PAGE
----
Can I reopen my Social Security Disability Case?
If your Social Security Disability case has been denied, the next step is usually to appeal that decision.
However, what if you have MISSED your deadline to appeal and the decision on your case is clearly incorrect?
Generally, if you have missed your deadline to appeal, your only option is to re-apply for benefits and start the entire process again. Starting the process over again will result in your potential backpay being greatly diminished, and you will have to endure the entire process of application/reconsideration/appeal before you are able to receive the benefits that you may be entitled to. It is always BEST to appeal any unfavorable decision BEFORE the deadline!
However, there are some situations when the Social Security Administration may agree to “reopen” your case even if you have missed your deadline to appeal.
See the following Social Security Administration guidelines for re-opening a case:
Rules for Reopening
Generally, a determination or decision may be reopened and revised only when:
- The determination or decision was incorrect when made; and
- The time limits and conditions for reopening described in DI 27505.001A.1. – DI 27505.001A.4. are met.
A determination or decision, which may have appeared to be correct based on the available evidence at the time it was made, may be reopened if it is later shown to have been incorrect.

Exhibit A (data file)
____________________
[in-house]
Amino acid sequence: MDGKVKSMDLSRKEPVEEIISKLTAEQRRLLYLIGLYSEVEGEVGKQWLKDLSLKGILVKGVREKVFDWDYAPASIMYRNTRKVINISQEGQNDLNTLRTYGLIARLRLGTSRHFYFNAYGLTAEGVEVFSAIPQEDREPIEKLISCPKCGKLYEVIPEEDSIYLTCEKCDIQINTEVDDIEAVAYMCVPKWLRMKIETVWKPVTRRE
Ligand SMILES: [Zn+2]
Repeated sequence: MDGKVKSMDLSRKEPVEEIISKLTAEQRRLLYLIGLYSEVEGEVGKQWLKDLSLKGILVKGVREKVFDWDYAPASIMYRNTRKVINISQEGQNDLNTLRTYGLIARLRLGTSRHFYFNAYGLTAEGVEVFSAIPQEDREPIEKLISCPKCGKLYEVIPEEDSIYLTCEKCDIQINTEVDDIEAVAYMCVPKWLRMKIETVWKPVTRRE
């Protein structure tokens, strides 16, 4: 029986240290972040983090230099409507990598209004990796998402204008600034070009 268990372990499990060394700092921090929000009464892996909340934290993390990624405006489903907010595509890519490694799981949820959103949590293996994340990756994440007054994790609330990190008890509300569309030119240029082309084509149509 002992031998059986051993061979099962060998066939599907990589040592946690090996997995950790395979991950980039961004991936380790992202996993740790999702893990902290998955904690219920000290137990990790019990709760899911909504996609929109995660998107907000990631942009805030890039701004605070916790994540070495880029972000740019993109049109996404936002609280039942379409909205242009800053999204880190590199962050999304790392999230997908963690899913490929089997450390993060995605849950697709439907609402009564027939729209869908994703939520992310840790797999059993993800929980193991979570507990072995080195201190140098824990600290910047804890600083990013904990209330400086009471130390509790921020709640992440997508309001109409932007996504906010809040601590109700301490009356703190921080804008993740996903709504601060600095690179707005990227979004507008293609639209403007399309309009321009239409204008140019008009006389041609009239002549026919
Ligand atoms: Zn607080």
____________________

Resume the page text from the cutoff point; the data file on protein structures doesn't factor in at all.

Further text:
1-Year Reopening Rule (Title II and Title XVI)
A final determination may be reopened within 1 year from the date of notice of the initial determination “for any reason.” However, reopening within 12 months is not “automatic.” A request to reopen within 12 months can be denied if there is no reason to revise the prior determination or decision.
2-Year Reopening Rule (Title XVI)
A title XVI determination may be reopened within 2 years from the date of notice of the initial determination for “good cause.”
For more details on this SSA Rule, see POMS DI 27505.001 Conditions for Reopening a Final Determination or Decision.
If you are disabled and need help with your SSDI or SSI hearing, contact Deborah at The Hardin Law Firm, PLC.
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Originally published: January 30, 2015 at thehardinlawfirm.com.
Last updated: December 8, 2016 at 15:14 pm